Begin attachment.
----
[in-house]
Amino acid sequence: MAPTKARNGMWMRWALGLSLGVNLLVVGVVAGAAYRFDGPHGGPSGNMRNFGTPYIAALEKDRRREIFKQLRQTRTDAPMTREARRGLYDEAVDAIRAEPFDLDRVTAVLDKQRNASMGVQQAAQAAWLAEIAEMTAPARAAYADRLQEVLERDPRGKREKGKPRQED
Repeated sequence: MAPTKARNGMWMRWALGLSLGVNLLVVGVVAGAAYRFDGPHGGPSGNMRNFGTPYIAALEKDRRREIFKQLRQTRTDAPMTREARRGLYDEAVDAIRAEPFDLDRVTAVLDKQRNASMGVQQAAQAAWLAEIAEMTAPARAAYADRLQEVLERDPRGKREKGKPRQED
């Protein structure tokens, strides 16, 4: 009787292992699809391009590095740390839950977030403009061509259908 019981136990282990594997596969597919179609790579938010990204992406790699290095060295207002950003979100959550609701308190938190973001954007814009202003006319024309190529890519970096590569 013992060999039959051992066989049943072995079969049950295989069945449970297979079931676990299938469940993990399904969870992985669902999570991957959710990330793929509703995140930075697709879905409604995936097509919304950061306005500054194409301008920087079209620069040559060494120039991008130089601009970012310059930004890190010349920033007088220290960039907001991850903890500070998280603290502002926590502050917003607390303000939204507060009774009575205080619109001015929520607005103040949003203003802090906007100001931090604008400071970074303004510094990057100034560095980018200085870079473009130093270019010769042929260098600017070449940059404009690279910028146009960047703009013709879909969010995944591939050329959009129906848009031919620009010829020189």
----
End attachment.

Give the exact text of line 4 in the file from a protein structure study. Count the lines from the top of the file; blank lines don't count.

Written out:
């Protein structure tokens, strides 16, 4: 009787292992699809391009590095740390839950977030403009061509259908 019981136990282990594997596969597919179609790579938010990204992406790699290095060295207002950003979100959550609701308190938190973001954007814009202003006319024309190529890519970096590569 013992060999039959051992066989049943072995079969049950295989069945449970297979079931676990299938469940993990399904969870992985669902999570991957959710990330793929509703995140930075697709879905409604995936097509919304950061306005500054194409301008920087079209620069040559060494120039991008130089601009970012310059930004890190010349920033007088220290960039907001991850903890500070998280603290502002926590502050917003607390303000939204507060009774009575205080619109001015929520607005103040949003203003802090906007100001931090604008400071970074303004510094990057100034560095980018200085870079473009130093270019010769042929260098600017070449940059404009690279910028146009960047703009013709879909969010995944591939050329959009129906848009031919620009010829020189």